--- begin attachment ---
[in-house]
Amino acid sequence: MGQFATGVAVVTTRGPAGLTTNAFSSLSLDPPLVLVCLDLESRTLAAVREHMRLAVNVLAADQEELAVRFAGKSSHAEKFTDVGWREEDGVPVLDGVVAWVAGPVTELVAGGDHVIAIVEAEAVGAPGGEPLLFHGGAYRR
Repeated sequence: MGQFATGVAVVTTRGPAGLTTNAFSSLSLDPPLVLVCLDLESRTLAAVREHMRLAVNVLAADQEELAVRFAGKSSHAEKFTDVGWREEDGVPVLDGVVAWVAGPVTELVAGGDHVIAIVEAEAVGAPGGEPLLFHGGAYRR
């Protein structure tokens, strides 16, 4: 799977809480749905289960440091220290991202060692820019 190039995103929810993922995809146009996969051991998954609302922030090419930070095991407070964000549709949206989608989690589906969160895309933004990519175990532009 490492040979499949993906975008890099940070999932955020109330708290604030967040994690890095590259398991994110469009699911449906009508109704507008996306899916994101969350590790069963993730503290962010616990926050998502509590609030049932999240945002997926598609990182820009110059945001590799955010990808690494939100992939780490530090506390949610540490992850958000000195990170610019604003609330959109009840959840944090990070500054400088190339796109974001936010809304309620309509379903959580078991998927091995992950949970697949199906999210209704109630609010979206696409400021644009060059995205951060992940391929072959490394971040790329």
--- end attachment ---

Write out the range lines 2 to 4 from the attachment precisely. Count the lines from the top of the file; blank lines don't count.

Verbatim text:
Amino acid sequence: MGQFATGVAVVTTRGPAGLTTNAFSSLSLDPPLVLVCLDLESRTLAAVREHMRLAVNVLAADQEELAVRFAGKSSHAEKFTDVGWREEDGVPVLDGVVAWVAGPVTELVAGGDHVIAIVEAEAVGAPGGEPLLFHGGAYRR
Repeated sequence: MGQFATGVAVVTTRGPAGLTTNAFSSLSLDPPLVLVCLDLESRTLAAVREHMRLAVNVLAADQEELAVRFAGKSSHAEKFTDVGWREEDGVPVLDGVVAWVAGPVTELVAGGDHVIAIVEAEAVGAPGGEPLLFHGGAYRR
């Protein structure tokens, strides 16, 4: 799977809480749905289960440091220290991202060692820019 190039995103929810993922995809146009996969051991998954609302922030090419930070095991407070964000549709949206989608989690589906969160895309933004990519175990532009 490492040979499949993906975008890099940070999932955020109330708290604030967040994690890095590259398991994110469009699911449906009508109704507008996306899916994101969350590790069963993730503290962010616990926050998502509590609030049932999240945002997926598609990182820009110059945001590799955010990808690494939100992939780490530090506390949610540490992850958000000195990170610019604003609330959109009840959840944090990070500054400088190339796109974001936010809304309620309509379903959580078991998927091995992950949970697949199906999210209704109630609010979206696409400021644009060059995205951060992940391929072959490394971040790329």